Our approach of pooled sequencing of a targeted region allowed us to reliably detect even low frequency signatures of gene drive activity and reveal the complex dynamics of different genotypes emerging over time. Certainly for the future improvement of gene drives it will be important to have a faster method to triage for the most robust gene drives least prone to resistance without a multi-generational cage experiment, a laborious and time consuming process that should be reserved for more extensive evaluation of the best candidates. A simple way to do this would be to apply the method of amplicon sequencing described here in a screen where all generated mutant alleles are balanced against a known null allele to see if they restore function to the target gene.

The potential for rapid emergence and spread of resistance highlights not only one of the technical challenges associated with developing a gene drive, but also how intentionally releasing a resistant allele in to a population could be a simple and effective means of reversing the effects of a gene drive, if it fully restores function [23].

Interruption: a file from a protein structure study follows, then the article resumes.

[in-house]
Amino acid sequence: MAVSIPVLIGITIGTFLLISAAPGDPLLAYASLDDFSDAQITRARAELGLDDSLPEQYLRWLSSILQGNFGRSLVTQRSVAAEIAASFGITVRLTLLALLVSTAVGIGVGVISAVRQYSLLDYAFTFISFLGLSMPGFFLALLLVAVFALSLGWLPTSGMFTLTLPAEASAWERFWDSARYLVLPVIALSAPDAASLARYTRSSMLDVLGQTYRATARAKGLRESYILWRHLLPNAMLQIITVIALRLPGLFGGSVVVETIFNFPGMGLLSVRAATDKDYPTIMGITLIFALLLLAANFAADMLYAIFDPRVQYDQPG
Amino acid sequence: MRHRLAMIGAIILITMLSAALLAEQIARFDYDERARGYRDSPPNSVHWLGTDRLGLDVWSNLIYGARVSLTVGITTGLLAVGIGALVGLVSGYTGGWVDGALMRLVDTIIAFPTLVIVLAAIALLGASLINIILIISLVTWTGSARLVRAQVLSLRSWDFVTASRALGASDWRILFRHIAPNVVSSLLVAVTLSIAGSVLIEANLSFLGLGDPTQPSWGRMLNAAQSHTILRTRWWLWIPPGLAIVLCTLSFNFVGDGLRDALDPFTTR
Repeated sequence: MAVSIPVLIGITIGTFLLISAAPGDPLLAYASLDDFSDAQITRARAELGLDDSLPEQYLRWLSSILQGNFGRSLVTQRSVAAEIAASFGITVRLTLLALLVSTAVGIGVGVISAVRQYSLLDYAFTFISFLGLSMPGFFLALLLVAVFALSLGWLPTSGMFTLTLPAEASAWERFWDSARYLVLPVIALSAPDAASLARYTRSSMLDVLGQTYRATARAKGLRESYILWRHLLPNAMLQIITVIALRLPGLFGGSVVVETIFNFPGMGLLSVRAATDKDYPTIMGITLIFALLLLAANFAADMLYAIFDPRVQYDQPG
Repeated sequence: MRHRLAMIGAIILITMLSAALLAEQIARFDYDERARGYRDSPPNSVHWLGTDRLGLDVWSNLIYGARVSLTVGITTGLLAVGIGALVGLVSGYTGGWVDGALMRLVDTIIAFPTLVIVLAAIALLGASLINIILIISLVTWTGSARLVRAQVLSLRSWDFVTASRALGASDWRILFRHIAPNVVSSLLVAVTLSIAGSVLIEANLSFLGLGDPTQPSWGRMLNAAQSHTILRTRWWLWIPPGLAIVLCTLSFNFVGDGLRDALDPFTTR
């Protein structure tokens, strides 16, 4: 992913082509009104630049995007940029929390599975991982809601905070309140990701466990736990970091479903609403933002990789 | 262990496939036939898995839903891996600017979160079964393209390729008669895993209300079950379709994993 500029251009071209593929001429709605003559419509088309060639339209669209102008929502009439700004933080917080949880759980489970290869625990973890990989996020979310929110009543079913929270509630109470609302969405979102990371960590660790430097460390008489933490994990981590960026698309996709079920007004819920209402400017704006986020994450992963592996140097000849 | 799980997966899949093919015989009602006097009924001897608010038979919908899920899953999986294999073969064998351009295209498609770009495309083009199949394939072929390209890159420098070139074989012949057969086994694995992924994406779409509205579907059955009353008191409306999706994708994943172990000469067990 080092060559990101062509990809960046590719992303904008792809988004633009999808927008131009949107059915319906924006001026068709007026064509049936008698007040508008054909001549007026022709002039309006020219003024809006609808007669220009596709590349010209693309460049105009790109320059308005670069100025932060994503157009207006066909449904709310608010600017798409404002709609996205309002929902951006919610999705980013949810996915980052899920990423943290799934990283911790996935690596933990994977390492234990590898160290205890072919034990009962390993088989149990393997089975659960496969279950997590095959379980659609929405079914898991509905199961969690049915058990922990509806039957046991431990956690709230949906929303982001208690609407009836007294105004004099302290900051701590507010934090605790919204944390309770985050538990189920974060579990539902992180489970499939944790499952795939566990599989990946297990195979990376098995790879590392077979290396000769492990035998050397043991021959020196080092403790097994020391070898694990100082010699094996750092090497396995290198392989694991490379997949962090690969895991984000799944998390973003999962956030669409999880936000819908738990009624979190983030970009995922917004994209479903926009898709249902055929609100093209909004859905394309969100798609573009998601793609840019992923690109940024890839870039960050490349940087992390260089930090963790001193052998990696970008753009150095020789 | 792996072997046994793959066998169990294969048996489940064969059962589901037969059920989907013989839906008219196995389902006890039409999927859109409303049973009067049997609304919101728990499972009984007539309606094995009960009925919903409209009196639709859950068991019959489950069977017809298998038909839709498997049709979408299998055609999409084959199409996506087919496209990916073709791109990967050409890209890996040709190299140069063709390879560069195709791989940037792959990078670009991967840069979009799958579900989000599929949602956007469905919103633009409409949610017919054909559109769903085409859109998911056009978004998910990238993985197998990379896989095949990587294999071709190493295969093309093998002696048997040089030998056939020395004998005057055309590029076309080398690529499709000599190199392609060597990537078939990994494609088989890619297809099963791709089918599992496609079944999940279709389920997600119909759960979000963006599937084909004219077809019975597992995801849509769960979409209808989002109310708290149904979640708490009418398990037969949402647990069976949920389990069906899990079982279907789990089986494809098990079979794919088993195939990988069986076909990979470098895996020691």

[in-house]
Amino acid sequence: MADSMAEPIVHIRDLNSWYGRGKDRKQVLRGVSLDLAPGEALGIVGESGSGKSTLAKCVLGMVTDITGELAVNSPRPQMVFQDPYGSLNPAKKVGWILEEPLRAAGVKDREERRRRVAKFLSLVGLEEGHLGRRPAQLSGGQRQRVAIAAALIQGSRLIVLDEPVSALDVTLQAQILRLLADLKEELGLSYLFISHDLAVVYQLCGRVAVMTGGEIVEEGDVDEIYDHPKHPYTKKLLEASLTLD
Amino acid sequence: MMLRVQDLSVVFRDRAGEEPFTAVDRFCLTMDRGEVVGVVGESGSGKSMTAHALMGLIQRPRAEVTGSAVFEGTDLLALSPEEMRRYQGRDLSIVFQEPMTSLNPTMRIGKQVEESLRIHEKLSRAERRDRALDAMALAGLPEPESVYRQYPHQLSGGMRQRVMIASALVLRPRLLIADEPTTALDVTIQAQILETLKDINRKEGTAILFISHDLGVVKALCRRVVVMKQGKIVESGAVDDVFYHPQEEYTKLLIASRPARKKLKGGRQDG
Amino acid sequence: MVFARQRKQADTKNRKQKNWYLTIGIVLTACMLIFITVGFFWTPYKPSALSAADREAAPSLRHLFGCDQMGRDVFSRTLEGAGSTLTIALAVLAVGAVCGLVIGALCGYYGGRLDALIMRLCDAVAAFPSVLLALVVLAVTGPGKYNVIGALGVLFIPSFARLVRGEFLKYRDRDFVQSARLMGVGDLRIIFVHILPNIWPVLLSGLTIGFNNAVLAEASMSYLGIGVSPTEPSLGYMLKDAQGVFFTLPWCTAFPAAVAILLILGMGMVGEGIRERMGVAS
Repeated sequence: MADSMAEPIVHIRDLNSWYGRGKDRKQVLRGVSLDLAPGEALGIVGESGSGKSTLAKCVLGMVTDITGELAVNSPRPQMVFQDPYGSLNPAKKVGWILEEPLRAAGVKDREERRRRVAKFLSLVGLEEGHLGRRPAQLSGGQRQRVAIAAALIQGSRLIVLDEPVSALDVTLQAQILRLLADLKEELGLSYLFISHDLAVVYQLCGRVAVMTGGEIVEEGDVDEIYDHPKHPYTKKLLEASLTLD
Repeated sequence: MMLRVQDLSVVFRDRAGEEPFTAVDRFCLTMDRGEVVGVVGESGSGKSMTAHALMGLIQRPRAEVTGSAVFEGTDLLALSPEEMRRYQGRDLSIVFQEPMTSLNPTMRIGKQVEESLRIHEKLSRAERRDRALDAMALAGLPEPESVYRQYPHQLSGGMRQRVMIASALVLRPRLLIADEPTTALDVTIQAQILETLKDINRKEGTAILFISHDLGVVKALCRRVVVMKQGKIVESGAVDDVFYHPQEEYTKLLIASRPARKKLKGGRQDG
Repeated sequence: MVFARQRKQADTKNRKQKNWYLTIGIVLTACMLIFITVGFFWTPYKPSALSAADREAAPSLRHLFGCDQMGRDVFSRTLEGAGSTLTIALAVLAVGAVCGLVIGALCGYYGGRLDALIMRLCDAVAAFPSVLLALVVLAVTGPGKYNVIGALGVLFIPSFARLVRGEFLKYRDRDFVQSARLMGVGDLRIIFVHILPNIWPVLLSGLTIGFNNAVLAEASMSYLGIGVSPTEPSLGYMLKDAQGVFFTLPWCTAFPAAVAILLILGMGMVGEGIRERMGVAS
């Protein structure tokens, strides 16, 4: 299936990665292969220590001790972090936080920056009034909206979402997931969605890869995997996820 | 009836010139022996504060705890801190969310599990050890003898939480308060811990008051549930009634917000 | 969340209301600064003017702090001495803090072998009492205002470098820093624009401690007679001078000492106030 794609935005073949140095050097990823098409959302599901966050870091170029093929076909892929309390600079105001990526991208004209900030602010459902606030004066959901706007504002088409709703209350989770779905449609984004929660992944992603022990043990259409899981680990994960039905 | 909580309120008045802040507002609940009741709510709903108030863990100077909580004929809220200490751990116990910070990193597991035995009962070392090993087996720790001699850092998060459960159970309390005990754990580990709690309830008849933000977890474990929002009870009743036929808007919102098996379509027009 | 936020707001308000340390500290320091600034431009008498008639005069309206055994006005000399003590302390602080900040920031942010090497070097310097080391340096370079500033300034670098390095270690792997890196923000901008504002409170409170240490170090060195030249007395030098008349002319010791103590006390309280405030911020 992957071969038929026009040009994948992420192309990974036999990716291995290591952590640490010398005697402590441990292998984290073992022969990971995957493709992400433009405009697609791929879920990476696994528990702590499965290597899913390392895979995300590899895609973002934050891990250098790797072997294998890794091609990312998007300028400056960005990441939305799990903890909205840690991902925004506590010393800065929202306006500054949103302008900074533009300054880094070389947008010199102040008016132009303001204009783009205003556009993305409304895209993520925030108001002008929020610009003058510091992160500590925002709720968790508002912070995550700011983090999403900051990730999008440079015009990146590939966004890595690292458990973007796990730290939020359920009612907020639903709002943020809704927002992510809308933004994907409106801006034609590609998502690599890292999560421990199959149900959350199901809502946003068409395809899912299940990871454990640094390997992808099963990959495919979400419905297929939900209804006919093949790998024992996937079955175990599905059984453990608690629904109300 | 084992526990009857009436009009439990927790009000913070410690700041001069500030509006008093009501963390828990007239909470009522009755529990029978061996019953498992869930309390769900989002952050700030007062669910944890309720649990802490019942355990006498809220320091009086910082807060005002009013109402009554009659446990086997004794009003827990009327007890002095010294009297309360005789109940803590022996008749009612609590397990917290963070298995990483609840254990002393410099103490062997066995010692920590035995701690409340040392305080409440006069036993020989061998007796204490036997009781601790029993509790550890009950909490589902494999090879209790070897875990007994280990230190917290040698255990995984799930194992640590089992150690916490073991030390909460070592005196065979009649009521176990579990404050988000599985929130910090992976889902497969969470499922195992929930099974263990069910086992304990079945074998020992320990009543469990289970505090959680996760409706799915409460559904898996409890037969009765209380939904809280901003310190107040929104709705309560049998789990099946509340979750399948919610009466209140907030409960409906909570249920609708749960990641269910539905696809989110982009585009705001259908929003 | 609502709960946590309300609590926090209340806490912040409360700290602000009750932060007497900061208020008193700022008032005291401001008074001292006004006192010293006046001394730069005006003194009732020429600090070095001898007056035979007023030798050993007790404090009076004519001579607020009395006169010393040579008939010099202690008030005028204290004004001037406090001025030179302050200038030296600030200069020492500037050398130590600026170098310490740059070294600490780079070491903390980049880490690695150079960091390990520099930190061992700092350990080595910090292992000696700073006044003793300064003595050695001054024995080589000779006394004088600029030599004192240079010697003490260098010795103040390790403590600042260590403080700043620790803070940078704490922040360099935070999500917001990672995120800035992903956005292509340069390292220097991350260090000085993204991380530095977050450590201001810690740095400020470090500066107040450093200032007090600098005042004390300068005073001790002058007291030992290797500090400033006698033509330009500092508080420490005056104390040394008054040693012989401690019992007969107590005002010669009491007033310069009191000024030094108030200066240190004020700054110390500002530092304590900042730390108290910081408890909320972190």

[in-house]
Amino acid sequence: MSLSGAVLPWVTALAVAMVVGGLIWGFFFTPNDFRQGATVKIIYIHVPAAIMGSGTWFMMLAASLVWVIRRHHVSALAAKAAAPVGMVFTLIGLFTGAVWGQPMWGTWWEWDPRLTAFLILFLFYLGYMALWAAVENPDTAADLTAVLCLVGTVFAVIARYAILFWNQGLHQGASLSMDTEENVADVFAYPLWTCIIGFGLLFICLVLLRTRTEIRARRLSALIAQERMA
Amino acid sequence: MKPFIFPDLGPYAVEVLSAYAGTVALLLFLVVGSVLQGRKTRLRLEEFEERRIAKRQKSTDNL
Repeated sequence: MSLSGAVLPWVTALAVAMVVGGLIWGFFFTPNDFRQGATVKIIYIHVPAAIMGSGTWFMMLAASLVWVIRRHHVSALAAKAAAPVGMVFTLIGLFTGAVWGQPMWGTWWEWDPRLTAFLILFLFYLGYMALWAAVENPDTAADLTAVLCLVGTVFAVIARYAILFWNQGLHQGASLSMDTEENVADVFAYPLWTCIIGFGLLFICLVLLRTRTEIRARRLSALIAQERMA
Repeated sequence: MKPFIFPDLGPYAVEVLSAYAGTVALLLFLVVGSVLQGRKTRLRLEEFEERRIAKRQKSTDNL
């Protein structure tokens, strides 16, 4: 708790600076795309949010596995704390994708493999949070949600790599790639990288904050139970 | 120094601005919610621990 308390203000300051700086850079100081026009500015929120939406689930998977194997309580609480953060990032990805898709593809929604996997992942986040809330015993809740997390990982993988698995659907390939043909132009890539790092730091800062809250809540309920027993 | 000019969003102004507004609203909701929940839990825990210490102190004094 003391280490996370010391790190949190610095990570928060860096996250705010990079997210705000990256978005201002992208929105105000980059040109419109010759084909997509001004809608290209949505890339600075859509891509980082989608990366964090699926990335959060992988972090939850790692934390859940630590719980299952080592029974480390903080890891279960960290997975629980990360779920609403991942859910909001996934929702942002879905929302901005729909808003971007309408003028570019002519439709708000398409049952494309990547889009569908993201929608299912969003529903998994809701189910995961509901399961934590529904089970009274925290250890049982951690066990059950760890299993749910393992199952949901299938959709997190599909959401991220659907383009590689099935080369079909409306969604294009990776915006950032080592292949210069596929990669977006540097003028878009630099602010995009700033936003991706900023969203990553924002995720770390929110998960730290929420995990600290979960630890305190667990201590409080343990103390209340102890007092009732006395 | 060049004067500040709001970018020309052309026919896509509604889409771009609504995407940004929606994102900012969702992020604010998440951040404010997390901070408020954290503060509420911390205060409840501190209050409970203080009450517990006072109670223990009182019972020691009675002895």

Gene drive multi-generation cage experiments

These experiments were essentially as described before in Hammond et al. [11] Briefly, in the starting generation (G0) L1 mosquito larvae heterozygous for the CRISPRh allele at AGAP007280 were mixed within 12 hours of eclosion with an equal number of age-matched wild-type larvae in rearing trays at a density of 200 per tray (in approx. 1L rearing water). The mixed population was used to seed two starting cages with 600 adult mosquitoes each. For subsequent generations, each cage was fed after 5 days of mating, and an egg bowl placed in the cage 48h post bloodmeal to allow overnight oviposition. After allowing full eclosion a random sample of offspring were scored under fluorescence microscopy for the presence or absence of the RFP-linked CRISPRh allele, then reared together in the same trays and 600 were used to populate the next generation. After a generation had been allowed the opportunity to oviposit, a minimum of 240 adults were removed and stored frozen for subsequent DNA analysis.